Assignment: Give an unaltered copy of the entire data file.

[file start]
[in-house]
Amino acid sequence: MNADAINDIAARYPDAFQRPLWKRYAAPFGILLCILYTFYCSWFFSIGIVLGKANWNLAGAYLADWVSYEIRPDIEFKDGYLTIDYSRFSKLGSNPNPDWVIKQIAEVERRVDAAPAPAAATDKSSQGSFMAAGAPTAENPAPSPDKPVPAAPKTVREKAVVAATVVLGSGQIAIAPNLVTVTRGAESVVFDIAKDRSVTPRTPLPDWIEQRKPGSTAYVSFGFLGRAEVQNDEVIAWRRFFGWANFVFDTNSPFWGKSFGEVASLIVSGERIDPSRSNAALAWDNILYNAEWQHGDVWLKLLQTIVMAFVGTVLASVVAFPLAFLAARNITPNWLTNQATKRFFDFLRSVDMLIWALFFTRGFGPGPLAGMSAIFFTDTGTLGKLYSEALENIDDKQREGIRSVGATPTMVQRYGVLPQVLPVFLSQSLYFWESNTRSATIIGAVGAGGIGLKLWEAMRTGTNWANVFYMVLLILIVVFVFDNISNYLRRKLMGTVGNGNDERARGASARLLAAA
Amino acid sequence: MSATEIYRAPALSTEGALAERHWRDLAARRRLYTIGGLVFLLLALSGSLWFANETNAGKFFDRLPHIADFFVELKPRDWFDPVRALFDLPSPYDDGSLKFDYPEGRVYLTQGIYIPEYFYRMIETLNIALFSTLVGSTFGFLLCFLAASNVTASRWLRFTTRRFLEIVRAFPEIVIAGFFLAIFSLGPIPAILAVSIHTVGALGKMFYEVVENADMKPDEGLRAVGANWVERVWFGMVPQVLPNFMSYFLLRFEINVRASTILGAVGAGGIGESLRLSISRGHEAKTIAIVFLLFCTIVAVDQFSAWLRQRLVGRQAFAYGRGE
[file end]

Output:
[in-house]
Amino acid sequence: MNADAINDIAARYPDAFQRPLWKRYAAPFGILLCILYTFYCSWFFSIGIVLGKANWNLAGAYLADWVSYEIRPDIEFKDGYLTIDYSRFSKLGSNPNPDWVIKQIAEVERRVDAAPAPAAATDKSSQGSFMAAGAPTAENPAPSPDKPVPAAPKTVREKAVVAATVVLGSGQIAIAPNLVTVTRGAESVVFDIAKDRSVTPRTPLPDWIEQRKPGSTAYVSFGFLGRAEVQNDEVIAWRRFFGWANFVFDTNSPFWGKSFGEVASLIVSGERIDPSRSNAALAWDNILYNAEWQHGDVWLKLLQTIVMAFVGTVLASVVAFPLAFLAARNITPNWLTNQATKRFFDFLRSVDMLIWALFFTRGFGPGPLAGMSAIFFTDTGTLGKLYSEALENIDDKQREGIRSVGATPTMVQRYGVLPQVLPVFLSQSLYFWESNTRSATIIGAVGAGGIGLKLWEAMRTGTNWANVFYMVLLILIVVFVFDNISNYLRRKLMGTVGNGNDERARGASARLLAAA
Amino acid sequence: MSATEIYRAPALSTEGALAERHWRDLAARRRLYTIGGLVFLLLALSGSLWFANETNAGKFFDRLPHIADFFVELKPRDWFDPVRALFDLPSPYDDGSLKFDYPEGRVYLTQGIYIPEYFYRMIETLNIALFSTLVGSTFGFLLCFLAASNVTASRWLRFTTRRFLEIVRAFPEIVIAGFFLAIFSLGPIPAILAVSIHTVGALGKMFYEVVENADMKPDEGLRAVGANWVERVWFGMVPQVLPNFMSYFLLRFEINVRASTILGAVGAGGIGESLRLSISRGHEAKTIAIVFLLFCTIVAVDQFSAWLRQRLVGRQAFAYGRGE